KYIV/IRPIN, Ukraine (Reuters) - The leaders of Germany, France and Italy, all criticised in the past by Kyiv for support viewed as too cautious, visited Ukraine on Thursday and offered the hope of EU membership to a country pleading for weapons to fend off Russia's invasion.
Air raid sirens blared in Kyiv as the visit by French President Emmanuel Macron, Germany's Olaf Scholz and Italy's Mario Draghi began, with the leaders touring a nearby town wrecked early in the war.
After holding talks with Ukrainian President Volodymyr Zelenskiy, the leaders signalled that Ukraine should be granted European Union candidate status, a symbolic gesture that would draw Kyiv closer to the economic bloc.
Scholz said Germany had taken in 800,000 Ukrainian refugees who had fled the conflict and would continue to support Ukraine as long as it needs.
"Ukraine belongs to the European family," he said.
On the battlefield, Ukrainian officials said their troops were still holding out against massive Russian bombardment in the eastern city of Sievierodonetsk, and described new progress in a counteroffensive in the south.
But they said battles on both main fronts depended on receiving more aid from the West, especially artillery to counter Russia's big advantage in firepower.
"We appreciate the support already provided by partners, we expect new deliveries, primarily heavy weapons, modern rocket artillery, anti-missile defence systems," Zelenskiy said after the talks with his European counterparts.
"There is a direct correlation: the more powerful weapons we get, the faster we can liberate our people, our land," he said.
Macron said France would step up arms deliveries to Kyiv, while NATO defence ministers meeting in Brussels pledged more weapons for Ukraine while making plans to bolster the U.S.-led military alliance's eastern flank.
"This will mean more NATO forward deployed combat formations... More air, sea and cyber defences, as well as pre-positioned equipment and weapon stockpiles," NATO Secretary-General Jens Stoltenberg said in a statement.
'MAKE EUROPE, NOT WAR'
The visit to Ukraine by the three most powerful EU leaders had taken weeks to organise while they fended off criticism over positions described as too deferential to Russian President Vladimir Putin.
The leaders, who were joined by Romanian President Klaus Iohannis, toured Irpin, devastated soon after the invasion began on Feb. 24.
Noting graffiti on a wall that read "Make Europe, not war", Macron said: "It's very moving to see that. This is the right message."
Scholz, Macron and Draghi all say they are strong supporters of Ukraine who have taken practical steps to reduce Europe's dependence on Russian energy and find weapons to help Kyiv.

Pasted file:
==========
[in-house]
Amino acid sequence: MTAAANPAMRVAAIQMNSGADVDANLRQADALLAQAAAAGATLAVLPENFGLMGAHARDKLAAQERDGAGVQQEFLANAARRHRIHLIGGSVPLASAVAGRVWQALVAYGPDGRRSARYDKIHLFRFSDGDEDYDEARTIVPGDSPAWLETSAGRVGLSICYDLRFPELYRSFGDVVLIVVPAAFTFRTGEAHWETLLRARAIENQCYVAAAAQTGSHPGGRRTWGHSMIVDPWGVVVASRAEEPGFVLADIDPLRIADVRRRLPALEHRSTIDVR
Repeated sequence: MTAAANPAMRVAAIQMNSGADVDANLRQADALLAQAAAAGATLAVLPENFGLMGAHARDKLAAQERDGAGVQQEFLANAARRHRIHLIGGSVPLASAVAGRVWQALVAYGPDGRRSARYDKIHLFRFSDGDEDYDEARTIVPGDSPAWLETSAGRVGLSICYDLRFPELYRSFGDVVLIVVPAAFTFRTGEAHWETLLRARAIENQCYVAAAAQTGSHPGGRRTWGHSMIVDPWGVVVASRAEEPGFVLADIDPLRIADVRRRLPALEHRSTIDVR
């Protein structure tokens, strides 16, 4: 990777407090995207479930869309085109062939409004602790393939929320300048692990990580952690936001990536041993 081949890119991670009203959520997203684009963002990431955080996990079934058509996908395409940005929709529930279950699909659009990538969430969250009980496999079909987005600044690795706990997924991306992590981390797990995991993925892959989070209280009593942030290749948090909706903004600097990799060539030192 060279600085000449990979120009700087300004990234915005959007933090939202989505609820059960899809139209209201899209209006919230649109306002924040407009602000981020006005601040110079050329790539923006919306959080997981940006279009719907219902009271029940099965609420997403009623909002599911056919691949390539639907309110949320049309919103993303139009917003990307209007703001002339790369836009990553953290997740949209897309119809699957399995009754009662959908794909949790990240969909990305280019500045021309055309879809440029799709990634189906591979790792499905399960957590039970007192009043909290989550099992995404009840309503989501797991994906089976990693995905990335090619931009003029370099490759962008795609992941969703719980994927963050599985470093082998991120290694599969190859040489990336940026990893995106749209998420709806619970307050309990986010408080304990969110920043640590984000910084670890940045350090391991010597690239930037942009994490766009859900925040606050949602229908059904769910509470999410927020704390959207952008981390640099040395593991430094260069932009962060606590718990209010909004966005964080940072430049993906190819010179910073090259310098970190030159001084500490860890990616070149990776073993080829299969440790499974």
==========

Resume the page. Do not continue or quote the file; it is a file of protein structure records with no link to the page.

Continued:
But Ukraine has long criticised Scholz over what it regards as Germany's slow delivery of weapons and reluctance to sever economic ties with Moscow, and was furious this month at Macron for saying in an interview that Russia must not be "humiliated".
Italy has also proposed a peace plan which Ukrainians fear could lead to pressure on them to give up territory. After the talks in Kyiv, Macron said some sort of communication channel was still needed with Putin.
While Europe's leaders attempted a show of solidarity for Ukraine, the continent's dependency on Russia for much of its energy supplies was laid bare, with gas deliveries through a major pipeline falling in recent days.
A lack of grain shipments from Ukraine, meanwhile, has created an emerging global food crisis.
Russia blames sanctions for both, while Italy's Draghi said Moscow was making "political use" of the situation.
In an interview with Reuters, Russian Deputy Prime Minister Viktoria Abramchenko said Moscow was facilitating the export of grain and oilseeds through Russian-held transit points on the Azov Sea, without explaining who was providing the foodstuffs for export.
Ukraine is taking hundreds of casualties a day as the war has entered a brutal attritional phase in the east.
The main battle in recent weeks has been over the eastern city of Sievierodonetsk, where Ukrainian forces are holed up in a chemical factory with hundreds of civilians.
"Every day it becomes more and more difficult because the Russians are pulling more and more weapons into the city," Sievierodonetsk mayor Oleksandr Stryuk said on Thursday.
An airstrike on Thursday hit a building sheltering civilians in Lysychansk across the river, killing at least four and wounding seven, regional governor Serhiy Gaidai said.
In the south, Ukraine says its forces have been making inroads into Kherson province, which Russia occupied early in its invasion. There has been little independent reporting to confirm battlefield positions in the area.
Zelenskiy's chief of staff, Andriy Yermak, wrote in a tweet that he had visited an area some 3 to 4 kilometres (around 2 miles) from Russian positions, where dozens of "ghost villages" were depopulated by the combat.
"Our guys on the ground - the mood is fighting. Even with limited resources, we are pushing back the enemy. One thing is missing - long-range weapons. In any case, we will throw them out of the south," he wrote.
(Additional reporting by Reuters bureaux; Writing by Peter Graff, Toby Chopra and Rami Ayyub; Editing by Angus MacSwan, Alex Richardson and Rosalba O'Brien)